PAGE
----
Event: Oracle (ORCL) reports fiscal Q3 results tomorrow after the close. The options market is implying about a 4.5% one day move, which is slightly high of its 4 quarter average of about 4.25%, but in line with the 10 year average. The March 18th weekly 38.50 straddle (call premium + put premium) is offered at about $1.90 (stock ref $38.60) if you bought that, and thus the implied move, you would need the stock above $$40.40, or below $36.60 to make money.
Price Action / Technicals: The stock is up 6% year to date, outperforming large cap software peers MSFT (down 5% in 2016) and ADBE (down 7.5% in 2016), which is in contrast to ORCL’s massive under-performance to these two in 2015, down 19% vs MSFT up 20% and ADBE up 29% in 2015.
ORCL is up about 17% since making two year lows a month ago, and above its 200 day moving average for the first time since last June, and has recently broken above the 9 month downtrend:[caption id="attachment_62153" align="aligncenter" width="600"] ORCL 1yr chart from Bloomberg[/caption]
Taking a slightly longer term view, there seems to be a bit of a head and shoulders top forming with $35.50 as the neckline. The uptrend that has been in place since mid 2012 (and broken last year) should serve as important near term resistance up near $40:[caption id="attachment_62154" align="aligncenter" width="600"] From Bloomberg[/caption]
Options Volatility Snapshot: short dated options prices remain elevated, with 30 day at the money implied vol at nearly 27%, above the 1 year average of about 23.5%:[caption id="attachment_62157" align="aligncenter" width="600"] ORCL one year chart of 30 day at the money Implied volatility from Bloomberg[/caption]
Options prices into the event appear fair to possibly cheap, with the implied move nearly inline with the 10 year average one day move.
With the stock’s decline over the last 9 months, options open interest has been declining, with options volumes until this last month fairly anemic relative to the last year, per Bloomberg:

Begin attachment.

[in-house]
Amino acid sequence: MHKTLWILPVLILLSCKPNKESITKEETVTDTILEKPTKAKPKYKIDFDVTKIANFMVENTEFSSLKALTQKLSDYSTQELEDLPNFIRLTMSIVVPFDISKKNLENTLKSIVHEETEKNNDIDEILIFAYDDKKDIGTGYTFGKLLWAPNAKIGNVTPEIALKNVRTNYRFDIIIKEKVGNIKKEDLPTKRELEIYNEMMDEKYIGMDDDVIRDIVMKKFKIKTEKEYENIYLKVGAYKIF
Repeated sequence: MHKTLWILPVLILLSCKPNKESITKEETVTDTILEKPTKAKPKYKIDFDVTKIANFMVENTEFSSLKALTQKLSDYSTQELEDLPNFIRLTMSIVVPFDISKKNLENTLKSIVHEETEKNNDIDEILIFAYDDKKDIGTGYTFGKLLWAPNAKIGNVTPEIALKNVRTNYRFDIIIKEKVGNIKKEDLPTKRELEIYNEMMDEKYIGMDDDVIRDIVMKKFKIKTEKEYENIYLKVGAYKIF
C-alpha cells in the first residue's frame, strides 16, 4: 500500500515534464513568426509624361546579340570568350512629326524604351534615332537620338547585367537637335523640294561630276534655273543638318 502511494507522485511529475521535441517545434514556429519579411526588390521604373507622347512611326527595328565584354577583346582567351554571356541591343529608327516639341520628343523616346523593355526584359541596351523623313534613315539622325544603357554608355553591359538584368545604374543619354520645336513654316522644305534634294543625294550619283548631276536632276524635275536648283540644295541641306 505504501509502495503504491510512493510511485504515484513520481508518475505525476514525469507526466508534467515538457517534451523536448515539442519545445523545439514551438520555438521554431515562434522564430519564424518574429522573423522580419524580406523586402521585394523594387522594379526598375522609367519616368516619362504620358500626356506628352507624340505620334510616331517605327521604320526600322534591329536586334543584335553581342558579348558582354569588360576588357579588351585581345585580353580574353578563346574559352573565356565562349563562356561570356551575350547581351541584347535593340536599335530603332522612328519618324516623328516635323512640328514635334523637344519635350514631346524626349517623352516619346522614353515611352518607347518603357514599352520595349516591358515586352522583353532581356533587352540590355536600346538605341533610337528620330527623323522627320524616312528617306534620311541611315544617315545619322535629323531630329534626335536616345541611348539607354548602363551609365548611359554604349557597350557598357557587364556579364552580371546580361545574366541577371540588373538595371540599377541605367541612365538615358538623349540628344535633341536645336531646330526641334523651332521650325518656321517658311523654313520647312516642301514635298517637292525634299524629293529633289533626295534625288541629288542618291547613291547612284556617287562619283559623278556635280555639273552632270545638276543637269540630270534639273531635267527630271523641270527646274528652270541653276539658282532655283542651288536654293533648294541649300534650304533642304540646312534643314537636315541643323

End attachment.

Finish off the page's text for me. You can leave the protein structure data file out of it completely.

Fundamentals: When the company reported their Q2 in mid December, the results were essentially in-line, but operating margins came in below expectations by 100 basis points, and the company guided Cloud SaaS and PaaS for the current quarter slightly below expectations, sending the stock down 5% the next day. Some analysts suggest that the comparisons should become easier in their fiscal Q4 as transitional promotions to Cloud based software and platform as a service offerings trail off and bookings accelerate.
ORCL trades about 15x fiscal 2016 earnings which declined for the second straight year, and trades about 13.5x expected fiscal 2017 earnings that consensus is calling for 9% growth on 3% sales growth. ORCL pays a dividend with a yield of 1.55%, has a multi-billion share buyback and has been a serial acquirer for any growth.
ORCL is a roll up for all intents and purposes, dating back to their $10 billion purchase of PeopleSoft in 2005, the company has made a bunch of smaller, but still very large purchases (Siebel for $6 billion in 2006, Hyperion for $3.3 billion in 2007, BEA Systems for $8.5 billion in 2008, Sun Micro for $7.4 billion in 2010, RightNow for $1.5 billion in 2011, Taleo for $1.9 billion in 2012, Acme Packet for $2.1 billion in 2013, and Micros for $5.3 billion in 2014 and DataLogix for $1.2 billion in 2015). You get the point, any and all sales growth in the last decade has come from acquisitions.
So Who’s Next?
With nearly a third of their $163 billion market cap in cash (6% net of their $42 billion in debt) the company could make a large trans-formative deal, but their debt load has more than doubled since 2013 and investors could soon become worried about leverage ratios if future deals are expensive and don’t deliver. CRM is probably way too big at nearly $48 billion and there is history between the two CEOs, but maybe Service Now (NOW) or Workday (WDAY) both with an expected $1.5ish billion in sales this year, with expected sales growth of about 33%, and market caps of $10 and $13 billion respectively, are more likely targets.
My Take Into the Print: Expectations are not high for the quarter given the lowered guidance in December and the fact that the stock remains 17% below its 52 week highs made last spring. On the upside, $40 looks like a fairly important resistance level, as highlighted above, while $36 on the downside decent support, which essentially straddles the implied move:[caption id="attachment_62156" align="aligncenter" width="600"] From Bloomberg[/caption]
We will detail some trade ideas tomorrow prior to earnings.